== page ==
Now, does every book have to have romance? No, absolutely not! Of course there are fantastic books that have no elements of romance whatsoever. Yet, as someone who just really loves reading well-written romance, if a book happens to chose to have that, I’m going to be more interested. *shrugs*

I am so curious to see what everyone else thinks about this topic! Do you enjoy reading romance or is it something you’d rather avoid? What are some of your favorite romances you’ve read as subplots? Let me know in the comments and thanks for reading!


15 thoughts on “Let’s Talk Bookish: Romance as a Subplot”

    1. That’s fair! I love certain genres of romance novels (I love regency, steampunk and fantasy/sci-fi romance, but I can’t stand contemporary). Each person has their own preferences!

  1. I’m really picky about romance. If I know that romance is a big part of the book, I have high expectations but they’re often met. However, if I feel like it comes out of nowhere and I’m not expecting it (ie; that one part in 1984) I hate it and I often DNF. I was burned out on romance early since it was all my Mom read and all my friends wanted to watch were chick-flicks. I know not all romance is like that, but when I hear ‘romance’ that’s all I can think of.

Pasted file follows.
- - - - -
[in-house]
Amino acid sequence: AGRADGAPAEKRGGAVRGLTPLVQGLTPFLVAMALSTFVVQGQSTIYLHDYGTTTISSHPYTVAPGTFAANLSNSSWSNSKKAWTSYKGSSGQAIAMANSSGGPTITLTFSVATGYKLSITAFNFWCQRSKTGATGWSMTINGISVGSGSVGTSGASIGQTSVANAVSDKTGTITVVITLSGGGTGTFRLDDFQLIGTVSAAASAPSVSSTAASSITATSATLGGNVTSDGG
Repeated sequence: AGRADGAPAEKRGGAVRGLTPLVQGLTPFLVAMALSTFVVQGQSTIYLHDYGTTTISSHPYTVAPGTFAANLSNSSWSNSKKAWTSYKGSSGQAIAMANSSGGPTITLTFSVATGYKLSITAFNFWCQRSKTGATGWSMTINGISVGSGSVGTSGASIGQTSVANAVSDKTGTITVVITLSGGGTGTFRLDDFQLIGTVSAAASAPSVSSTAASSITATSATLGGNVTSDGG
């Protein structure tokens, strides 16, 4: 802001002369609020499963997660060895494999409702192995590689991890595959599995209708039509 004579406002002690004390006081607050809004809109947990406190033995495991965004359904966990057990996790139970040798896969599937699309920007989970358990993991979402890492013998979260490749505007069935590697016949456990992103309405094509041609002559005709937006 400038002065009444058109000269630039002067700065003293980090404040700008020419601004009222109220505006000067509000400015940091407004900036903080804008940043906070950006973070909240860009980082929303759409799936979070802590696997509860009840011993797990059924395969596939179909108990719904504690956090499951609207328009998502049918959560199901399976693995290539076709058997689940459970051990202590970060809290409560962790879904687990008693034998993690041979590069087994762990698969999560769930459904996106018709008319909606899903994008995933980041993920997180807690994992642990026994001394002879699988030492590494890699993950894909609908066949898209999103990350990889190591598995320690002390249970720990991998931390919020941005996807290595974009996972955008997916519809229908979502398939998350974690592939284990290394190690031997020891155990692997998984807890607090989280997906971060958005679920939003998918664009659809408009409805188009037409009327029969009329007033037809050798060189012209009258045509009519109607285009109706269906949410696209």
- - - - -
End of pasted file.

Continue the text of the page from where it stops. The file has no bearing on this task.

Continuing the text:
1. Honestly, that makes sense how you view it, with how you were introduced and sounds like oversaturated with it. I do agree that I don’t really like it when it comes from left field in the middle of a book. I want a clear set up that romance will be included and, if it’s in a book that’s correctly not marketed as a romance, then I want the plot to still withstand regardless!

  2. As someone who still swoons over Pride & Prejudice, I’m absolutely hear for romance! I think I prefer it as the subplot as opposed to the plot – I’ve read a couple fantasy books where it was romance first, magical stuff second, and it just didn’t work as well for me personally. But absolutely, give me those feels!!

    1. That’s totally fair! I definitely have different expectations for if it’s the main plot over the subplot, but there is just something about adding that subplot into a story for me that just, if done right…*chef’s kiss*